Insomnia, condition in which a person has difficulty getting sufficient sleep. It can be caused by an overactive thyroid gland, diabetes, violent muscle twitching, or drinking caffeine-containing beverages before going to bed, but experts estimate that in three-quarters of all cases the cause is a psychological one. After anxiety-producing events such as the death of a loved one or loss of a job, a person may experience sleep difficulties for a while. Many people recover their normal sleep rhythm spontaneously, but others become frustrated and depressed and develop chronic (long-term) insomnia. Napping during the day may throw off the sleep pattern further.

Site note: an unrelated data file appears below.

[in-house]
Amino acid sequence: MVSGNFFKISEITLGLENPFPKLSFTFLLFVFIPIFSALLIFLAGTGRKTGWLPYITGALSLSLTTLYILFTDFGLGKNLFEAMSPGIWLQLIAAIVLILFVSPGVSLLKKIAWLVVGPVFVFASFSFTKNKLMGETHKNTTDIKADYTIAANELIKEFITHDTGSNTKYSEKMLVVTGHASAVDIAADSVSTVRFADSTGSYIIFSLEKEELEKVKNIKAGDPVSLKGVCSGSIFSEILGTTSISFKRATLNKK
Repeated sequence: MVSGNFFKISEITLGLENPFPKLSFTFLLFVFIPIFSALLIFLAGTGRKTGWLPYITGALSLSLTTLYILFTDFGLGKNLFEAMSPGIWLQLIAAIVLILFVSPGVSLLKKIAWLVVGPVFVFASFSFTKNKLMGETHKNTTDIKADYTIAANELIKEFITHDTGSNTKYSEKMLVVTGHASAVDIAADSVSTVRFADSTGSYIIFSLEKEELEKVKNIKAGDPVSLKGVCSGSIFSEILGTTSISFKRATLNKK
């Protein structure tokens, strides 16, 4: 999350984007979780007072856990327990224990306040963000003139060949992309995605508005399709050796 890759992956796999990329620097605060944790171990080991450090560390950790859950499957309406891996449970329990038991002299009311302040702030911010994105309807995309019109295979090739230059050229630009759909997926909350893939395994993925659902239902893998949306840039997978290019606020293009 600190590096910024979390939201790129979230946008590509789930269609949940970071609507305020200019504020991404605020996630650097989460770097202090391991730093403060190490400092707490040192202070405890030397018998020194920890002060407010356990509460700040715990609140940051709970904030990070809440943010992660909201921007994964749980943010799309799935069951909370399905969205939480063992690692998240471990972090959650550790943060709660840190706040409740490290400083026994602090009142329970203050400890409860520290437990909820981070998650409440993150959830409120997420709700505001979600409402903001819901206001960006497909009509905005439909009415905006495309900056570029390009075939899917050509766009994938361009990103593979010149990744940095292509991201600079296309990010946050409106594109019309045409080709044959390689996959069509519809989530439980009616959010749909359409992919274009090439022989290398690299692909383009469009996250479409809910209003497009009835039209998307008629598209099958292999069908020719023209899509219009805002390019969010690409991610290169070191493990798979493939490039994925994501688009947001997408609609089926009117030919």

So-called sleeping pills, such as barbiturates, have been found to be less effective than tranquillisers. Minor tranquillisers may be used for a few nights to restore the sleep cycle and to reduce anxiety, but they are not meant as a long-term treatment. Currently the most effective therapy is to identify any problems that may be preventing sleep and to attempt to solve them, meanwhile reducing the person's anxiety about the insomnia itself.